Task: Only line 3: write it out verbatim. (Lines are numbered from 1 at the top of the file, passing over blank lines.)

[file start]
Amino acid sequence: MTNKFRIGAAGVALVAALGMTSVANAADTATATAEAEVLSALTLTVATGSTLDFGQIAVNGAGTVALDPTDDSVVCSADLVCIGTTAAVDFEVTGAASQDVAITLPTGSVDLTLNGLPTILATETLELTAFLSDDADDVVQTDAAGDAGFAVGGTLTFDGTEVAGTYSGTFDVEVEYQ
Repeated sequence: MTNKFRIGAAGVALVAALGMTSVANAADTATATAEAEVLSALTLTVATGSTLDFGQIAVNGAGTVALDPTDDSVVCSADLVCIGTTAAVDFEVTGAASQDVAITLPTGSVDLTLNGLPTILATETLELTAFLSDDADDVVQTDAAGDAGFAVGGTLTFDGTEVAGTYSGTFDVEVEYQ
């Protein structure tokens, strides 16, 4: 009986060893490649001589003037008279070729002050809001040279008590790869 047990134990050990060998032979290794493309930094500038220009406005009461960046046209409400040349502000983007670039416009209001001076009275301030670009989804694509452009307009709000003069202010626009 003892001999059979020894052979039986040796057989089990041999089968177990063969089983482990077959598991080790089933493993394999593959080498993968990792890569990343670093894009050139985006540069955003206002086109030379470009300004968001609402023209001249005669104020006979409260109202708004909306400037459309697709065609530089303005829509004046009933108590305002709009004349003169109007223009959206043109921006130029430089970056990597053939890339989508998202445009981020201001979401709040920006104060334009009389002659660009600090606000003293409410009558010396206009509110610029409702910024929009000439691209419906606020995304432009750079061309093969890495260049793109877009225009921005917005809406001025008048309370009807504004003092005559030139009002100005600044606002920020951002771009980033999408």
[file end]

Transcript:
């Protein structure tokens, strides 16, 4: 009986060893490649001589003037008279070729002050809001040279008590790869 047990134990050990060998032979290794493309930094500038220009406005009461960046046209409400040349502000983007670039416009209001001076009275301030670009989804694509452009307009709000003069202010626009 003892001999059979020894052979039986040796057989089990041999089968177990063969089983482990077959598991080790089933493993394999593959080498993968990792890569990343670093894009050139985006540069955003206002086109030379470009300004968001609402023209001249005669104020006979409260109202708004909306400037459309697709065609530089303005829509004046009933108590305002709009004349003169109007223009959206043109921006130029430089970056990597053939890339989508998202445009981020201001979401709040920006104060334009009389002659660009600090606000003293409410009558010396206009509110610029409702910024929009000439691209419906606020995304432009750079061309093969890495260049793109877009225009921005917005809406001025008048309370009807504004003092005559030139009002100005600044606002920020951002771009980033999408």